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Banking "broken," consumers need help: watchdog
WASHINGTON (Reuters) - The outspoken head of a U.S. Congressional watchdog panel will strongly urge lawmakers on Wednesday to set up a new government agency to protect consumers from "tricks and traps" set by banks.
President Barack Obama has called for creating an independent financial products agency to oversee consumer lending as part of his sweeping proposal to overhaul the U.S. financial regulatory system.
"We can help fix the broken credit market. And I can sum it up in four words: Consumer Financial Protection Agency," said Elizabeth Warren, chairman of the Congressional Oversight Panel of the Troubled Asset Relief Program, in prepared remarks.
Warren, who is a professor at Harvard Law School, will be the marquee witness at a House of Representatives committee hearing on Wednesday looking at a key provision of Obama's broad plan to drag the aging U.S. financial regulatory system into the 21st century.
The provision to establish a financial protection agency for consumers "will be carried out," Senator Jack Reed, chairman of the Senate securities subcommittee, said in an interview with Reuters Television on Tuesday.
"Definitely you have to have a consumer protection agency," he said, echoing vows made in recent days by Obama and by Senate Banking Committee Chairman Christopher Dodd on a proposal that is meeting more criticism from business interests than perhaps any other part of the Obama plan.
Congress is only beginning to delve deeply into the plan, a far-reaching response to the severe banking and capital markets crisis that has rocked economies around the world. The European Union is eyeing similar reforms.
One issue in the crisis was the enormous debt shouldered by Americans in a real estate bubble fueled by subprime mortgages that many borrowers could not afford and did not understand, a factor that contributed to a huge spike in foreclosures that has helped drag the United States into recession.
Ending such lending practices is a key goal of the reforms being proposed by Obama and backed by congressional Democrats.
WARREN SEEN HEADING AGENCY
Warren, in her remarks to be given before the House committee led by Democratic Representative Barney Frank, cited studies and said that most consumers don't understand the terms underlying credit cards, mortgages, payday loans, tax refund anticipation loans and credit scores.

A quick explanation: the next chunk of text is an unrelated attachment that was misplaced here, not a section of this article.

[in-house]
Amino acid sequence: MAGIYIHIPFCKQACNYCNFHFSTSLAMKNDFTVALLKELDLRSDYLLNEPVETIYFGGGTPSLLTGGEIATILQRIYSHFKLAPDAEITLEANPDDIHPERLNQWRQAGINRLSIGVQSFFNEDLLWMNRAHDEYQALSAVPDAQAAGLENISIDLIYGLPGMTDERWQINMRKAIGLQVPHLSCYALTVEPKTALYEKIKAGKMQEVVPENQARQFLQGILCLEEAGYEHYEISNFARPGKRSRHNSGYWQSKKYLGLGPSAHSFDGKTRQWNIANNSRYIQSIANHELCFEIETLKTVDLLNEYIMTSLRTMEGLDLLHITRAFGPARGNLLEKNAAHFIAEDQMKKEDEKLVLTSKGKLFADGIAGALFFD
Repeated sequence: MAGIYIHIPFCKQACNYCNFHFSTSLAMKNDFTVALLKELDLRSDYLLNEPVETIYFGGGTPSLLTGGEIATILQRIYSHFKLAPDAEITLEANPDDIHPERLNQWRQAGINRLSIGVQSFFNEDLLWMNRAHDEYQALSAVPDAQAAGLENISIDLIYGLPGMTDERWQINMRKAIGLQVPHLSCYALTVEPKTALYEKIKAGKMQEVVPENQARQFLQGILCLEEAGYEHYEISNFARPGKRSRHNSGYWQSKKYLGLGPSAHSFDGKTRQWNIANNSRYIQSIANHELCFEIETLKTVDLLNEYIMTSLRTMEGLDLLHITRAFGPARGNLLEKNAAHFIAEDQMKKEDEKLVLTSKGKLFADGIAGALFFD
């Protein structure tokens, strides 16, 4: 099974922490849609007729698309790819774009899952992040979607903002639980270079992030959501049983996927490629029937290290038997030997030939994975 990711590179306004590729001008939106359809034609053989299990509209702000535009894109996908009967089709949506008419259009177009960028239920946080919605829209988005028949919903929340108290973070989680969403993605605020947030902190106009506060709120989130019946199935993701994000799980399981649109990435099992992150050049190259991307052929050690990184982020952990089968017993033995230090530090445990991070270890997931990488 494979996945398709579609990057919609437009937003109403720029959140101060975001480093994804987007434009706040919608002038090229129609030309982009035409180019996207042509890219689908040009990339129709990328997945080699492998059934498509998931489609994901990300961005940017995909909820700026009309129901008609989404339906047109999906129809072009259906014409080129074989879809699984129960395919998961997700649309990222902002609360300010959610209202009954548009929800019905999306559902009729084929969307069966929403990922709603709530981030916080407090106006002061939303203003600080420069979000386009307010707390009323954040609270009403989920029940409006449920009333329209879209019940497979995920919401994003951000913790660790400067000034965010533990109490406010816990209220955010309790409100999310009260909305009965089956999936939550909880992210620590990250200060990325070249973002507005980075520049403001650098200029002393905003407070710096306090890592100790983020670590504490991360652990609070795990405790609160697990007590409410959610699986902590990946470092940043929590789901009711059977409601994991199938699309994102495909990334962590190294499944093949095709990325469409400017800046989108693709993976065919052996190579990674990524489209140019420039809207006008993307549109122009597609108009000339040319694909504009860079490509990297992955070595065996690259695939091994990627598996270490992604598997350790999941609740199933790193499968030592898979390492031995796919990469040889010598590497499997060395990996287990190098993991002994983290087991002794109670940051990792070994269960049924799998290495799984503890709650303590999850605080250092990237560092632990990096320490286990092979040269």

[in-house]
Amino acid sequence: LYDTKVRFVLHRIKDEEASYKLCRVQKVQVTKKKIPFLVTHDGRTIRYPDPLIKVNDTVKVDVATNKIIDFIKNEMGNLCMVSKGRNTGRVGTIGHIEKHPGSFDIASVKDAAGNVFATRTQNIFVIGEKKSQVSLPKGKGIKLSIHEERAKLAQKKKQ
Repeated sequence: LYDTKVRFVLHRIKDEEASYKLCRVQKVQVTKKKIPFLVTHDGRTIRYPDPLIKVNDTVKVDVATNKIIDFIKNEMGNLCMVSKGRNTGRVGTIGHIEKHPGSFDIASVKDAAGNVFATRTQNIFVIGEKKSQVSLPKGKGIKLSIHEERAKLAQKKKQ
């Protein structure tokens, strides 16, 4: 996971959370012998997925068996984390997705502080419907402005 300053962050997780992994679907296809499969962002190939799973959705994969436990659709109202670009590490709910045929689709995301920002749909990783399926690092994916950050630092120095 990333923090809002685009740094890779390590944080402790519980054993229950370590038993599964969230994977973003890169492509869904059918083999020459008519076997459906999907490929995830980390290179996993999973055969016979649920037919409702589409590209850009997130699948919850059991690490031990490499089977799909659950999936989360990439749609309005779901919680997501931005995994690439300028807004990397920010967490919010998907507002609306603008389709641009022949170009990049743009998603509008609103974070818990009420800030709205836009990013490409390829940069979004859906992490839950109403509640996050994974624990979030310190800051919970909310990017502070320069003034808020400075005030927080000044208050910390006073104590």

"The broken credit market has put American taxpayers on the hook for billions in subsidies and trillions in guarantees to shore up our largest financial institutions. ... If we do not fix this, we will be hurt again and again," she said.
A financial protection agency would help consumers make better decisions for themselves, she said.
Warren said that banking has changed over the years, from an old model that she called "simple and effective: consumers shopped around for products and terms, and lenders evaluated the creditworthiness of potential borrowers before making loans.
"Today, the business model has shifted. Giant lenders 'compete' for business by talking about nominal interest rates, free gifts and warm feelings, but the fine print hides the things that really rake in the cash. Today's business model is about making money through tricks and traps," she said.
The proposed new watchdog, however, is already drawing sharp criticism.
The Obama plan "would create a very powerful agency that could make it much more expensive for banks to offer products and services to consumers," said financial services policy analyst Jaret Seiberg at research firm Concept Capital.
"The chairman of the (agency) would be vested with tremendous power and few checks or balances. This should be especially worrisome to the banking sector as we would expect Professor Elizabeth Warren ... to get the job."
DELAHUNT OFFERS BILL
Representative Bill Delahunt has introduced legislation in the House to create a "Financial Product Safety Commission." He said in prepared remarks that it was originally Warren's idea.
It would "review financial products for safety; modify dangerous products before they hit the markets; establish guidelines for consumer disclosure; and collect and report data about the uses of different consumer loans," Delahunt said.
Some current regulators have said they fear separating bank safety and soundness oversight from consumer protection.
Ellen Seidman, a former bank regulator who is now a senior fellow at the New America Foundation, a think tank, expressed support for the new agency in her prepared remarks for the committee. But she said bank regulators should retain consumer protection responsibilities.
"The bank regulators, given the proper guidance from Congress and the will to act, are quite capable of effectively enforcing consumer protection laws," Seidman said.
A leading bank industry group said in its prepared remarks that new rules and examinations from the proposed safety agency would be costly, especially for smaller banks, and would not likely result in better protections for consumers.
Edward Yingling, president of the American Bankers Association, said the agency would contradict the goal of fashioning an integrated, comprehensive regulatory system.
"Simply put, it is a mistake to separate the regulation of an institution from the regulation of its products," he said.
(Editing by Leslie Adler)
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